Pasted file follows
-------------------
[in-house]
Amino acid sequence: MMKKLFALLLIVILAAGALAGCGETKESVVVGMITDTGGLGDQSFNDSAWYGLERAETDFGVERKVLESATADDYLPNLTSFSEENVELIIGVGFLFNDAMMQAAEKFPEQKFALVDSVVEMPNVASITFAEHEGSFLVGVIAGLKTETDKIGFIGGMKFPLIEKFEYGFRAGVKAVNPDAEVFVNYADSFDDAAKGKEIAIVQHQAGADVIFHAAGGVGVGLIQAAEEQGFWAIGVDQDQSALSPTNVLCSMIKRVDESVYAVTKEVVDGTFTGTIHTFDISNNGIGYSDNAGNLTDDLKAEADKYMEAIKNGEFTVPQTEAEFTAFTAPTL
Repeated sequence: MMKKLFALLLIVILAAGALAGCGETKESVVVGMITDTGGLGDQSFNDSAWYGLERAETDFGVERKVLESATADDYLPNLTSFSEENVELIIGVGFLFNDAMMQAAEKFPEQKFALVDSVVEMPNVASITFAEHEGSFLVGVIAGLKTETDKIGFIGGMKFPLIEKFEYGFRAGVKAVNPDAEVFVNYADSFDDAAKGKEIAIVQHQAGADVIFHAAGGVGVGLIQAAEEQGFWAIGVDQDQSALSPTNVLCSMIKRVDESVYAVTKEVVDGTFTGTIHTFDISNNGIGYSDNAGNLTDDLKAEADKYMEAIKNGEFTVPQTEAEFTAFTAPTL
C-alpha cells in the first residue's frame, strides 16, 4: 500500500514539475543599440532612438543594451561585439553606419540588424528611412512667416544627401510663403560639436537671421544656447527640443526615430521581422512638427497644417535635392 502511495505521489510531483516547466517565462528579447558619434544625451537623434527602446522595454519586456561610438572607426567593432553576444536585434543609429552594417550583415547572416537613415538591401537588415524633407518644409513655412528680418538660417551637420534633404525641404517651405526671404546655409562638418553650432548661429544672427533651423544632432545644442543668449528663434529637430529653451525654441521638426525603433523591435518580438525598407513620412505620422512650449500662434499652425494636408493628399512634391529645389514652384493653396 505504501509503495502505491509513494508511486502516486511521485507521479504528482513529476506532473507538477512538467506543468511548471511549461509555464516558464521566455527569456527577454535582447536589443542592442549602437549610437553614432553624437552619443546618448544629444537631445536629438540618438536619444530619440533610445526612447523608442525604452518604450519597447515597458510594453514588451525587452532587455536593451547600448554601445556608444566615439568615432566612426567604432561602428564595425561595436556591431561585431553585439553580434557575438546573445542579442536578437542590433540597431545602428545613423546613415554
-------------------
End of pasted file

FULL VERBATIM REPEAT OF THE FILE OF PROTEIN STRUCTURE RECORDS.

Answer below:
[in-house]
Amino acid sequence: MMKKLFALLLIVILAAGALAGCGETKESVVVGMITDTGGLGDQSFNDSAWYGLERAETDFGVERKVLESATADDYLPNLTSFSEENVELIIGVGFLFNDAMMQAAEKFPEQKFALVDSVVEMPNVASITFAEHEGSFLVGVIAGLKTETDKIGFIGGMKFPLIEKFEYGFRAGVKAVNPDAEVFVNYADSFDDAAKGKEIAIVQHQAGADVIFHAAGGVGVGLIQAAEEQGFWAIGVDQDQSALSPTNVLCSMIKRVDESVYAVTKEVVDGTFTGTIHTFDISNNGIGYSDNAGNLTDDLKAEADKYMEAIKNGEFTVPQTEAEFTAFTAPTL
Repeated sequence: MMKKLFALLLIVILAAGALAGCGETKESVVVGMITDTGGLGDQSFNDSAWYGLERAETDFGVERKVLESATADDYLPNLTSFSEENVELIIGVGFLFNDAMMQAAEKFPEQKFALVDSVVEMPNVASITFAEHEGSFLVGVIAGLKTETDKIGFIGGMKFPLIEKFEYGFRAGVKAVNPDAEVFVNYADSFDDAAKGKEIAIVQHQAGADVIFHAAGGVGVGLIQAAEEQGFWAIGVDQDQSALSPTNVLCSMIKRVDESVYAVTKEVVDGTFTGTIHTFDISNNGIGYSDNAGNLTDDLKAEADKYMEAIKNGEFTVPQTEAEFTAFTAPTL
C-alpha cells in the first residue's frame, strides 16, 4: 500500500514539475543599440532612438543594451561585439553606419540588424528611412512667416544627401510663403560639436537671421544656447527640443526615430521581422512638427497644417535635392 502511495505521489510531483516547466517565462528579447558619434544625451537623434527602446522595454519586456561610438572607426567593432553576444536585434543609429552594417550583415547572416537613415538591401537588415524633407518644409513655412528680418538660417551637420534633404525641404517651405526671404546655409562638418553650432548661429544672427533651423544632432545644442543668449528663434529637430529653451525654441521638426525603433523591435518580438525598407513620412505620422512650449500662434499652425494636408493628399512634391529645389514652384493653396 505504501509503495502505491509513494508511486502516486511521485507521479504528482513529476506532473507538477512538467506543468511548471511549461509555464516558464521566455527569456527577454535582447536589443542592442549602437549610437553614432553624437552619443546618448544629444537631445536629438540618438536619444530619440533610445526612447523608442525604452518604450519597447515597458510594453514588451525587452532587455536593451547600448554601445556608444566615439568615432566612426567604432561602428564595425561595436556591431561585431553585439553580434557575438546573445542579442536578437542590433540597431545602428545613423546613415554